Former Turkish deputy prime minister Ali Babacan said on Monday he was resigning from President Tayyip Erdogan’s AK Party over “deep differences” with the party’s direction and said that Turkey needed a new vision.
In a statement that appeared to hint at the formation of the rival party, Babacan said it had become impossible to remain a member of the AK Party (AKP).
Babacan, along with former president Abdullah Gul, plans to launch a rival political party this year, according to people familiar with the matter, in a move that could further erode support for Erdogan following a stinging electoral defeat in Istanbul last month.
Babacan served as economy and foreign minister in the first years of AKP government before becoming deputy prime minister, a role he held from 2009 to 2015. Gul was president from 2007 until 2014, when then-prime minister Erdogan moved to the presidency.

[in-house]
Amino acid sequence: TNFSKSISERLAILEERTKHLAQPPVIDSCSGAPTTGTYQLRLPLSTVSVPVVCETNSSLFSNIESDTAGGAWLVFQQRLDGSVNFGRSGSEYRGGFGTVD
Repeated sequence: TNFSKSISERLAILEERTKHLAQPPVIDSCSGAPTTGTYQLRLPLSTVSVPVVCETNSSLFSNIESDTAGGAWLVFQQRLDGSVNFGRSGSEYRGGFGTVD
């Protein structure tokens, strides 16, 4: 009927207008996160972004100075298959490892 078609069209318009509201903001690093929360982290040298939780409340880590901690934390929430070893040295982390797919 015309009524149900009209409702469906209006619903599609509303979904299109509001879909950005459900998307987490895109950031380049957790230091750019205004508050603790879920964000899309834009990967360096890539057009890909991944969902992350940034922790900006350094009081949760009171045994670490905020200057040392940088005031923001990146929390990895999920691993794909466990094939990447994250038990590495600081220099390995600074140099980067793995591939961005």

“Under the current conditions, Turkey needs a brand new vision for its future. There is a need for correct analyses in every area, newly developed strategies, plans and programs for our country,” Babacan said.
“It has become inevitable to start a new effort for Turkey’s present and future. Many of my colleagues and I feel a great and historic responsibility towards this effort,” he said, adding that he had submitted his resignation to the party.
With economic recession, unemployment and inflation hurting Turkish voters and eating into the Erdogan’s support base, any further erosion – even just a few percentage points – could be deeply damaging for his party, which already has to rely on an alliance with nationalists for its parliamentary majority.
A re-run mayoral election in Istanbul on June 23 handed Erdogan the biggest electoral loss of his political career. The defeat in Turkey’s largest city also emboldened critics within the AKP who have for years hinted at plans to form a new party.